Employees take their lunch break in the sun at Google headquarters in Mountain View, California March 3, 2008. REUTERS/Erin Siegal (UNITED STATES) - RTR1XUQ7
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Employees take their lunch break in the sun at Google headquarters in Mountain View, California March 3, 2008. REUTERS/Erin Siegal (UNITED STATES) - RTR1XUQ7

With Google potentially facing a fine of up to $6.6B after the European Commission charged the company of abusing its dominant position in search, its lawyers have now filed a 130-page rebuttal. In it, the company attempts to use a legal technicality to argue that it cannot be fined for favouring its own products in search results … 

Reuters reports that Google is arguing that regulators were only entitled to act in cases where there is a trading relationship between a company and its customers. As Google’s search service is free, its users cannot, it suggests, be considered customers.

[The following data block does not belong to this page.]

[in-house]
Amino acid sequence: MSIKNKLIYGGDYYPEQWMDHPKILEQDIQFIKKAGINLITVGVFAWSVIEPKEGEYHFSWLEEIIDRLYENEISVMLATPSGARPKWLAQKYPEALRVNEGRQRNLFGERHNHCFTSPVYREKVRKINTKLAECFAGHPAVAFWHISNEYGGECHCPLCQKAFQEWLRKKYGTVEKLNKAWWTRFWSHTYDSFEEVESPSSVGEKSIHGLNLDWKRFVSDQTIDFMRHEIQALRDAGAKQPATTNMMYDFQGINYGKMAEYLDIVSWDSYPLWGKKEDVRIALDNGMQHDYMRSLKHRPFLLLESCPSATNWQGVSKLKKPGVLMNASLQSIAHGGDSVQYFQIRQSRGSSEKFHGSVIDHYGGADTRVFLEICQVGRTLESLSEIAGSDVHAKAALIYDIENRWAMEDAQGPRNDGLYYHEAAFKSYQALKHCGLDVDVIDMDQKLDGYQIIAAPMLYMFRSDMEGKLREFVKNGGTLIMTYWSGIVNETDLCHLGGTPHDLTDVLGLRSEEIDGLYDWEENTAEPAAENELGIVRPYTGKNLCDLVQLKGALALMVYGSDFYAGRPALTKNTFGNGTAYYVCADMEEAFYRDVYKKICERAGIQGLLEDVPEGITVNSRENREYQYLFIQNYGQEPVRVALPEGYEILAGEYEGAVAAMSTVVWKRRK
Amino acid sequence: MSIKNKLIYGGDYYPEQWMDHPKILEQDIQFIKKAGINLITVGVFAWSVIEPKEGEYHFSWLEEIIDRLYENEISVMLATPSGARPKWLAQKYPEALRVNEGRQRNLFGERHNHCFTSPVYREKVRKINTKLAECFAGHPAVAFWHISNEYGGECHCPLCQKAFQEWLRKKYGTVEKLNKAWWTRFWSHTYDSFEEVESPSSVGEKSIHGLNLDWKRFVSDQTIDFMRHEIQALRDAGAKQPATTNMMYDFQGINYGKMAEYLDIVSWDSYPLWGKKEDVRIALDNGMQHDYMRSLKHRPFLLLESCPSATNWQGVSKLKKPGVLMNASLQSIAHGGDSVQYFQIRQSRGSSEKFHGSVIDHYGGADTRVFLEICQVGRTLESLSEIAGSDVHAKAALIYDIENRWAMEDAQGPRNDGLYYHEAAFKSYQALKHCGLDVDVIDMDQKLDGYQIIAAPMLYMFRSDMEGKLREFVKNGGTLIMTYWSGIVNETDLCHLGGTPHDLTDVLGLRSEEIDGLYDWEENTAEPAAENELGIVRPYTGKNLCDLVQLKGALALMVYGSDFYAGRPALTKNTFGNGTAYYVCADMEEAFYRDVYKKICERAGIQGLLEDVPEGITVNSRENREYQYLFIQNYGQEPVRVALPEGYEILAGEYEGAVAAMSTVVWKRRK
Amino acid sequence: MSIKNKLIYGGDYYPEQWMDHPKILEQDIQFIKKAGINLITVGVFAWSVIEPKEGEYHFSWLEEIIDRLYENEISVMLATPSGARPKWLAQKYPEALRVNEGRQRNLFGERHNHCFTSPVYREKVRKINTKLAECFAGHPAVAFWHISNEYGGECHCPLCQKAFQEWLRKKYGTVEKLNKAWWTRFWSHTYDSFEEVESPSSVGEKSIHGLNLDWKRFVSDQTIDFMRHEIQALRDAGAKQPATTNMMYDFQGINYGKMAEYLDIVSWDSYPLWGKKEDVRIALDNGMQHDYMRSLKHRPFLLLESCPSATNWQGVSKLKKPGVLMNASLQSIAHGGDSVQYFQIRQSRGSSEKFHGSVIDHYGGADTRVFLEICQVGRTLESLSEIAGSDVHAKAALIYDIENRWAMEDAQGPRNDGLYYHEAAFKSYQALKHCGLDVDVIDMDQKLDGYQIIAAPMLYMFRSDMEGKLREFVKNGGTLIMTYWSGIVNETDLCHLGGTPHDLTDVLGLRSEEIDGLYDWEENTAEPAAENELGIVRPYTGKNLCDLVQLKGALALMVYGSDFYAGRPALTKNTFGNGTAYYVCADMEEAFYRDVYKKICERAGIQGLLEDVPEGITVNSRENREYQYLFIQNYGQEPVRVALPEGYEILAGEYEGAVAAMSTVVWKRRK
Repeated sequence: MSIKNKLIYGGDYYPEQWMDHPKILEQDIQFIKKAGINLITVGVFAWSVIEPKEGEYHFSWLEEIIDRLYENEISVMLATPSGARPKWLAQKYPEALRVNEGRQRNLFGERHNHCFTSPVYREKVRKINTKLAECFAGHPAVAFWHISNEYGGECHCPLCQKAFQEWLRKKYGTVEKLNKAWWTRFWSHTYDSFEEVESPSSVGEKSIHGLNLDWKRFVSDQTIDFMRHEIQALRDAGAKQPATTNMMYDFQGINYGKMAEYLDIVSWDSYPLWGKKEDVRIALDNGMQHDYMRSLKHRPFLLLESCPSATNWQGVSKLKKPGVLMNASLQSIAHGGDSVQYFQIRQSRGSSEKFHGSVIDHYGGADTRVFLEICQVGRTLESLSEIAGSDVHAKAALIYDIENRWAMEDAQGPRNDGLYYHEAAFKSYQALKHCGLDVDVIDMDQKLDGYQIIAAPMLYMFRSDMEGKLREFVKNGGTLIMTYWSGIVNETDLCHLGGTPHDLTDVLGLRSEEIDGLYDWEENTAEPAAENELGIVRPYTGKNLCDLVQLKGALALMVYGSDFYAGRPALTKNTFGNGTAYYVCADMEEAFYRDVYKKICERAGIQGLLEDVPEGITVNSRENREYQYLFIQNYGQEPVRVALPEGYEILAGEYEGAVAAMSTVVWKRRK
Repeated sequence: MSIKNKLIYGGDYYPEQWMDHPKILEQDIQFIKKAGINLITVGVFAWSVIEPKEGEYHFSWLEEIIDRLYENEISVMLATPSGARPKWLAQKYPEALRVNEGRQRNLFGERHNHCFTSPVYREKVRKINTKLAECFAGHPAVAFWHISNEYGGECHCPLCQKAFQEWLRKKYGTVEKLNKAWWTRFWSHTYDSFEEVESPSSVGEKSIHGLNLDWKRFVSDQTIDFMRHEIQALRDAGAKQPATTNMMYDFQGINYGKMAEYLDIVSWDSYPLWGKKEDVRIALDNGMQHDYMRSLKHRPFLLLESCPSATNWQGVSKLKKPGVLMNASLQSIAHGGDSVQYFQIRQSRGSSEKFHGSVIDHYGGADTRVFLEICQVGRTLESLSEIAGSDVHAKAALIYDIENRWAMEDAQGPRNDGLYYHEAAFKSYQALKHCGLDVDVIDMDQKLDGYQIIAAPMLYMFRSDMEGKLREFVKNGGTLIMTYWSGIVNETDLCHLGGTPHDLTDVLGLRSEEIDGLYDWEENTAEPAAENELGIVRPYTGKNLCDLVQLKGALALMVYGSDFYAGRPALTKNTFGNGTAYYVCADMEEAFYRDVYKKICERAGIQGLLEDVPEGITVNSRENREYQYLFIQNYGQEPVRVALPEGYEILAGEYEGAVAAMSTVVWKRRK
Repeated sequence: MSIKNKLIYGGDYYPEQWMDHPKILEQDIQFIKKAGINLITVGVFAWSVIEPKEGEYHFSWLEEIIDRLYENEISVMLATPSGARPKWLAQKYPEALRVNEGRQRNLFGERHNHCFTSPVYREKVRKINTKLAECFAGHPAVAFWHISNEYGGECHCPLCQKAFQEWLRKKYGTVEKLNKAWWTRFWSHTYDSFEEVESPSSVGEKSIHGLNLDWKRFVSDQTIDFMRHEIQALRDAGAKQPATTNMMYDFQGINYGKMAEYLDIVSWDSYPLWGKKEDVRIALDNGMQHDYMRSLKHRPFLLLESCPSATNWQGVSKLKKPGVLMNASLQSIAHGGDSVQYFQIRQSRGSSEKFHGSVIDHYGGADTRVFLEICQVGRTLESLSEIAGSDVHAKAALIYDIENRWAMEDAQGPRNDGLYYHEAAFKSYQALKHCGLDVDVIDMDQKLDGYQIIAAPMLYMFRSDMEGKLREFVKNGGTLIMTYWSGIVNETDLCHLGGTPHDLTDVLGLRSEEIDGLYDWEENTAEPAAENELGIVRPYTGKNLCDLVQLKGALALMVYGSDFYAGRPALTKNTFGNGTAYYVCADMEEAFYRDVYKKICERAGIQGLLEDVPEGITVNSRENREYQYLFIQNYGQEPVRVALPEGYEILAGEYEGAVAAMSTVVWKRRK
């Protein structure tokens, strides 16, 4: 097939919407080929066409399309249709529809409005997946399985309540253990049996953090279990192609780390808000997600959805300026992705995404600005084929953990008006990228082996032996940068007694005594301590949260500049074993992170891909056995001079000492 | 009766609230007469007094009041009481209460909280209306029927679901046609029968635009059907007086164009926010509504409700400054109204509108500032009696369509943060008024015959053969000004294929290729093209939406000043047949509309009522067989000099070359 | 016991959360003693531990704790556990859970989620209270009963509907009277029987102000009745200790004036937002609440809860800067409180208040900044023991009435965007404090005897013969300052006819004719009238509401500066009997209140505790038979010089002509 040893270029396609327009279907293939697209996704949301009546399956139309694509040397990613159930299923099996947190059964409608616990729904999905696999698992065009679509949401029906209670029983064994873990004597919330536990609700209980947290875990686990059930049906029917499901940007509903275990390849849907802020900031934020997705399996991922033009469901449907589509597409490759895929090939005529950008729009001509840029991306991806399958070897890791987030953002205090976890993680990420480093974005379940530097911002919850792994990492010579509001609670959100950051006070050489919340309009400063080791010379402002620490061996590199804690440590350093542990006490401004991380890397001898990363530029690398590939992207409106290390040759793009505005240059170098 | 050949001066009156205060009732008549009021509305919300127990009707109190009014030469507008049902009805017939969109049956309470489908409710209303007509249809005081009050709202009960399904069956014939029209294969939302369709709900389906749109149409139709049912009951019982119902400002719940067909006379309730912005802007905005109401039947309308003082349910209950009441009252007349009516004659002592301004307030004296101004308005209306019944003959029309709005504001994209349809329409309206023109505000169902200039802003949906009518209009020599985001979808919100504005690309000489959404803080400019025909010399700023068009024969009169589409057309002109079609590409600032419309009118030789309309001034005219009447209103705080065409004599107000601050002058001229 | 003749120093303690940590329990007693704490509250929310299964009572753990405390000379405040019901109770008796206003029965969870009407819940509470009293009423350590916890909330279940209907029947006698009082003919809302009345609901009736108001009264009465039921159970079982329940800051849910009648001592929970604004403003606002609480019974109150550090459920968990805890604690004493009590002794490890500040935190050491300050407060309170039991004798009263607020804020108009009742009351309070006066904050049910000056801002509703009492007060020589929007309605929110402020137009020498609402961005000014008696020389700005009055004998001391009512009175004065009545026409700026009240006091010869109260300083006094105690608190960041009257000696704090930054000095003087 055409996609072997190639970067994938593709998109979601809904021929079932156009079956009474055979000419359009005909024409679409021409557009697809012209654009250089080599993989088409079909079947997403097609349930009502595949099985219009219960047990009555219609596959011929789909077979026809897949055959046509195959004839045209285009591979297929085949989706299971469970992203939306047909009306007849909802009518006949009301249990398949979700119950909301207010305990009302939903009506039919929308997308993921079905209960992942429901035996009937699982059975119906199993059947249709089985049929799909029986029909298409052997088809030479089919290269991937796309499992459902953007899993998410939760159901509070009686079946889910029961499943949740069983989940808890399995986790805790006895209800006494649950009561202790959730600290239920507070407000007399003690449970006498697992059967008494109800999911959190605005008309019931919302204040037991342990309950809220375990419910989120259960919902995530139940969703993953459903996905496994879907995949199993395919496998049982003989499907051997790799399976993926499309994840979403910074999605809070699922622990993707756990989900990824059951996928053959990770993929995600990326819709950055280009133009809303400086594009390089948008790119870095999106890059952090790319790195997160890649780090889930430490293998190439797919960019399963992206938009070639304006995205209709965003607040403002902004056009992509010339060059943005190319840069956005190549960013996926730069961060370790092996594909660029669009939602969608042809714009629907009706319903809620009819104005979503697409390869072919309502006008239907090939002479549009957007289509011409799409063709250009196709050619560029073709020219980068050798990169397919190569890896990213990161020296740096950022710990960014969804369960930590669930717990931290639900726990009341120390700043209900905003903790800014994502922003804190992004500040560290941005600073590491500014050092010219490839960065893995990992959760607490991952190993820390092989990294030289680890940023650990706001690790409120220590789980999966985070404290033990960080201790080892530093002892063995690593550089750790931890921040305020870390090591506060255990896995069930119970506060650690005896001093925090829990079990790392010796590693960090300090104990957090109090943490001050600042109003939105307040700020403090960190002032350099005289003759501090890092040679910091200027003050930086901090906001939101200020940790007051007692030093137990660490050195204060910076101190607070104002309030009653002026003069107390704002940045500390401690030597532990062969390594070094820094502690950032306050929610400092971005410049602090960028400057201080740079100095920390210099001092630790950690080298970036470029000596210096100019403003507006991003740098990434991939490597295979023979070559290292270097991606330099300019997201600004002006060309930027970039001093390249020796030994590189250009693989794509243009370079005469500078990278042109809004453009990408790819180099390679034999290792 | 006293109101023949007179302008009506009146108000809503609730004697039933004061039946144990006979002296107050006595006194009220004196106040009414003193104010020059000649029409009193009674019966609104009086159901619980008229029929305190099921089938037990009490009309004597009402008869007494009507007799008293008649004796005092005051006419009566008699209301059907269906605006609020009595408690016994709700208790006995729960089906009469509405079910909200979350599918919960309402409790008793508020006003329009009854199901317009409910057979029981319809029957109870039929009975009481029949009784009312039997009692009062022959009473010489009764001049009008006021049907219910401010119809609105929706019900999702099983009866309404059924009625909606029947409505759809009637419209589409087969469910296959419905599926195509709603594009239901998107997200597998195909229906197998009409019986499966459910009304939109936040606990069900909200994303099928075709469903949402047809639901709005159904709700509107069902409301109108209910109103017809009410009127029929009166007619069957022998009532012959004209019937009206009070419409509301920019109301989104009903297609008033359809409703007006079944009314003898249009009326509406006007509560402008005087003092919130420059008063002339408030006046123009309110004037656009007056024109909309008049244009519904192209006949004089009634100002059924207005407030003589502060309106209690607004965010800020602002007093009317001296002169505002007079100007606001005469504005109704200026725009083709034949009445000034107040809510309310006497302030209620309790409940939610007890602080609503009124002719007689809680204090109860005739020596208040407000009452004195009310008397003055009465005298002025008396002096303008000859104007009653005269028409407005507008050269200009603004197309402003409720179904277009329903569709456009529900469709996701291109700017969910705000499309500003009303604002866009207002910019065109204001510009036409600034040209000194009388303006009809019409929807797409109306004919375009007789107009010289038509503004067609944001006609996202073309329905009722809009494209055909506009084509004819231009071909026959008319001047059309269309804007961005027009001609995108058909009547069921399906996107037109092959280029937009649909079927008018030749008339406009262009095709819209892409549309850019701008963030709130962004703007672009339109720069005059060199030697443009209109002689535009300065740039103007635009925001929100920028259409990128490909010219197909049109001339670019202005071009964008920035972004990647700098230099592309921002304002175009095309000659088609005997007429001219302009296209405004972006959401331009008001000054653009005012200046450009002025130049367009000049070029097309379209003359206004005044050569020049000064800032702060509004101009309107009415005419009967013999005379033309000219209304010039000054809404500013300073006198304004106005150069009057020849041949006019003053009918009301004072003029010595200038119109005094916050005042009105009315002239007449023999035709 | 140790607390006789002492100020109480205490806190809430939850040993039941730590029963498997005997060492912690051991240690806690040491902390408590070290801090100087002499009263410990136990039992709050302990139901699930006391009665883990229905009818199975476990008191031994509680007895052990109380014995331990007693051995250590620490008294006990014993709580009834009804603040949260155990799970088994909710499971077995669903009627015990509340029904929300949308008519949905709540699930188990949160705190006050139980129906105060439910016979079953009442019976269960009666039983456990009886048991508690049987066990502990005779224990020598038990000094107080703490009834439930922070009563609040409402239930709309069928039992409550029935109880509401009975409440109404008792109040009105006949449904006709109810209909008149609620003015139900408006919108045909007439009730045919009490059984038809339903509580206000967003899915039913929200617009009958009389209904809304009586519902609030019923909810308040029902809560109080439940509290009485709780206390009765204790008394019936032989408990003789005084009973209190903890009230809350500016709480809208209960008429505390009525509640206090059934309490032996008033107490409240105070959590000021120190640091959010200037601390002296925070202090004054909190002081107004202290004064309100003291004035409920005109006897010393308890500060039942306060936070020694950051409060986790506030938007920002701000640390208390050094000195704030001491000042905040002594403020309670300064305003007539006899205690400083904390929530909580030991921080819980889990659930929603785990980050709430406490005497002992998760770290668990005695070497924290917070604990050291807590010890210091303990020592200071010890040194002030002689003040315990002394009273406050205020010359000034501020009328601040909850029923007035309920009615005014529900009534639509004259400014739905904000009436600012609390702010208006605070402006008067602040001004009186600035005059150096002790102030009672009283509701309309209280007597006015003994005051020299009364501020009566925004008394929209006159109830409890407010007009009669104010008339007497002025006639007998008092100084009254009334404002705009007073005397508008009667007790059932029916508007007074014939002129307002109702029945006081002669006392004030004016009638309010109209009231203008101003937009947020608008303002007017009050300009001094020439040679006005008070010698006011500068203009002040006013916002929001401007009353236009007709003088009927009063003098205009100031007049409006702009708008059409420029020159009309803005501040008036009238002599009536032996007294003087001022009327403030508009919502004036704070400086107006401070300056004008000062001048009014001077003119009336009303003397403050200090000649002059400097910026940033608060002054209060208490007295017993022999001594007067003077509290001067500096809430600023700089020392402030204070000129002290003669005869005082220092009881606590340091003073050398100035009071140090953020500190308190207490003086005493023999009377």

The statement of objections fails to take proper account of the fact that search is provided for free. A finding of abuse of dominance requires a ‘trading relationship’ as confirmed by consistent case law. No trading relationship exists between Google and its users.

European Commission spokesman Ricardo Cardoso declined to comment to Reuters.

Google’s multiple legal battles in Europe look set to continue to run for some time yet …

Photo: Reuters/Erin Siegal

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